Language defines how we communicate with one another, how we interact with the world. But language development is just as vital, affecting our learning abilities and shaping how we think.
That is why a team of education and language experts is working to create the most language-rich environment possible for young children in Southwest Colorado, through a word-tracking program called LENA.
“I believe that every parent wants to do the best they can for their children,” said Vangi McCoy, coordinator of the Montelores Early Childhood Council, which supports young children and their families in Montezuma and Dolores counties. “And they just need the tools and the knowledge and the strategies.”
LENA pushes parents and caregivers to converse constantly and responsively with toddlers by using a recording device that tracks the number of words and conversational turns a child hears or says. The data can help parents learn strategies to strengthen children’s language development, later literacy skills and even life outcomes.
“If you’re not reading by the time you hit fourth grade, you have a much higher likelihood of high school dropout, prison, etc.,” McCoy said. “Those first eight, nine years are crucial. And by giving kiddos those early literacy skills, that’s going to make a difference.”
The program kicked off locally in September, growing out of an initiative called “Talk-Grow-Learn,” said Cayce Hamerschlag, a speech language pathologist with the San Juan Board of Cooperative Educational Services.
Several years ago, her colleague Stacey Baxter read the book “Thirty Million Words: Building a Child’s Brain,” written by Dana Suskind.
The book looks at the value of early child language development and existing language gaps. The title refers to research showing by the age of 3 – when the human brain has finished about 85% of its physical growth – children from lower-income households hear about 30 million fewer words than those from more affluent homes.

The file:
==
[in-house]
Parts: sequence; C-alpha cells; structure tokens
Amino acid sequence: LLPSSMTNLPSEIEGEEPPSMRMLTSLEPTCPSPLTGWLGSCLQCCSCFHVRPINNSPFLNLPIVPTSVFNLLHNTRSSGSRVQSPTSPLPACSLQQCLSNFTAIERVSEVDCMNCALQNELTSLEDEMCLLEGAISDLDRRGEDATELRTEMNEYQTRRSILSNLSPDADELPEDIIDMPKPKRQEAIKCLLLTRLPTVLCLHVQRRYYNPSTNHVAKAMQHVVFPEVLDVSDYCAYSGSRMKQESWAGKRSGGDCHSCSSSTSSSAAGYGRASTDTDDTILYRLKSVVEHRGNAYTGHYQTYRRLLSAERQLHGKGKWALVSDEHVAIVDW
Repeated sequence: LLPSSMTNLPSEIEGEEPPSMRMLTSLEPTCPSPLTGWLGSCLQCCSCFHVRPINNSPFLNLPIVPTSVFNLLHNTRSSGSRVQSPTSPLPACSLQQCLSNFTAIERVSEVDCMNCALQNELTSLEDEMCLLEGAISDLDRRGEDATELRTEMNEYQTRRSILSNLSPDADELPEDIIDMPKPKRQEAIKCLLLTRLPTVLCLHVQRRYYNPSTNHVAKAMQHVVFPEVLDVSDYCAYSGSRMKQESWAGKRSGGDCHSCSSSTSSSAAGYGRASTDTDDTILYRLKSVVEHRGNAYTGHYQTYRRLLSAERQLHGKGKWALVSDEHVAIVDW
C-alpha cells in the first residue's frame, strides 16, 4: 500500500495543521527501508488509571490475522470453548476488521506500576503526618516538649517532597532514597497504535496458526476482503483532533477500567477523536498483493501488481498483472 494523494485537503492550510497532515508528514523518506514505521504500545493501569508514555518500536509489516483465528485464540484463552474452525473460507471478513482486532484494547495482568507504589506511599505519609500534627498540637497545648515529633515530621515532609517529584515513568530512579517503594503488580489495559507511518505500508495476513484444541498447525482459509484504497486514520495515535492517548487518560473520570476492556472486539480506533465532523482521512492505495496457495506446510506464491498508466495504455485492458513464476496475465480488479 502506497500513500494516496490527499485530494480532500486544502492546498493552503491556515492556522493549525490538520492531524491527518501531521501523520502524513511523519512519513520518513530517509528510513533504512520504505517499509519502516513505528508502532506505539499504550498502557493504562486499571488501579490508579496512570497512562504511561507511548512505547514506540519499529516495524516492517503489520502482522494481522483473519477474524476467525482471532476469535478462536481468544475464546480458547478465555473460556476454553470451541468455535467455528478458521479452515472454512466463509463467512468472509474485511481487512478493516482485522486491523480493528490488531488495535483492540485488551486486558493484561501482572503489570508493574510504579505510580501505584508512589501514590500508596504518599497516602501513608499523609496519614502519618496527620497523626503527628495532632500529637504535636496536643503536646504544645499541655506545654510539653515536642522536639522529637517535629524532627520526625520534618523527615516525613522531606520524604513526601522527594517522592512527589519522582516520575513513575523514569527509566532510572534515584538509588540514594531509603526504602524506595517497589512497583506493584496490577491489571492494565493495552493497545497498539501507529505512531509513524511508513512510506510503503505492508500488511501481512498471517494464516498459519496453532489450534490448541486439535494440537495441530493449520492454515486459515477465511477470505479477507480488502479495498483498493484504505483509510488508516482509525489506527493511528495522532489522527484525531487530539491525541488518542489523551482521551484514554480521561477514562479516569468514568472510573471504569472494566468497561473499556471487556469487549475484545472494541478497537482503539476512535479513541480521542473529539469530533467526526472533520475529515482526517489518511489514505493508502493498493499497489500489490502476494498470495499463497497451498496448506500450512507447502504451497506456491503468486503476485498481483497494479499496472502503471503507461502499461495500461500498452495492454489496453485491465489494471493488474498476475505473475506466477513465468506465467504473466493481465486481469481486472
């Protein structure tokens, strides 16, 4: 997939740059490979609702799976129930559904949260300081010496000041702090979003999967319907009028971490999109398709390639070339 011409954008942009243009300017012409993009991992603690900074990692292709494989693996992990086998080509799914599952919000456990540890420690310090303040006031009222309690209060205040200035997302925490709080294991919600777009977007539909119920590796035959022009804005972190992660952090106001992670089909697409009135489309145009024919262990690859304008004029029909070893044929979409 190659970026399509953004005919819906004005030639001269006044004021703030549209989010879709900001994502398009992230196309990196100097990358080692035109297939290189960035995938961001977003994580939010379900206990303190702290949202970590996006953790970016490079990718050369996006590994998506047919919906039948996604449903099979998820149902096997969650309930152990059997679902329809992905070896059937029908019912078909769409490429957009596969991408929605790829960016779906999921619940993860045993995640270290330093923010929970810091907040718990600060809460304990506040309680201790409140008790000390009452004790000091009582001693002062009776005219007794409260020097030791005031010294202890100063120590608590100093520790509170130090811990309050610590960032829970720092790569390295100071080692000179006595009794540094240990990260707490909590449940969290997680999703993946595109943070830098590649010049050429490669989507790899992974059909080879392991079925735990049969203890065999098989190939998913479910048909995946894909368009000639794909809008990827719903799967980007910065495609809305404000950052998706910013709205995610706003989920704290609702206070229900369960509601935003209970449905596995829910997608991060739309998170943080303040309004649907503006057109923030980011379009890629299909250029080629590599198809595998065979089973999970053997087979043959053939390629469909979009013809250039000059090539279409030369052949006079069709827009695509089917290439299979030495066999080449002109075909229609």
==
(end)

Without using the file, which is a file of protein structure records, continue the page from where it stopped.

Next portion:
The reasons for this particular gap vary. A big one, McCoy said, is that parents working multiple jobs might have less time to speak with children, or be exhausted by the time they get home.
But because language development significantly influences later learning, the gap can lead to disparities when children enter kindergarten and beyond.
The San Juan BOCES staff members formed the “Talk-Grow-Learn” task force along with MECC, local school districts and AmeriCorps TeamUP. They wanted to find a program accessible to all families and caregivers.
And that’s when they found LENA.
LENA HomeKanto McPherson and her husband were a little wary of enrolling in LENA Home.
“They (kids) are wearing this device, with this kind of uncertainty of what it’s doing,” said McPherson, a family and consumer science teacher at Montezuma-Cortez High School.
But she’s a “lifelong learner,” McPherson said, and was curious about speech development in young children. Her older son, 5-year-old Stone, is speech delayed, and Hamerschlag, Stone’s speech therapist, suggested the program to McPherson for her younger son, Flint.
“Parenting is a lifelong adventure, and whatever I can do to be better, I was excited for,” McPherson said.
The LENA Home program is free for any child up through age 3 in Montezuma and Dolores counties. So it fit the bill for Flint, a “chill and easygoing” 2-year-old.
The program takes place over 13 weeks, though it’s often condensed into 10.
Beginning in January, one day a week – usually Sunday – Flint wore a blue vest holding the LENA recording device in a pocket. After a recording day, McPherson would then turn the device in for data analysis.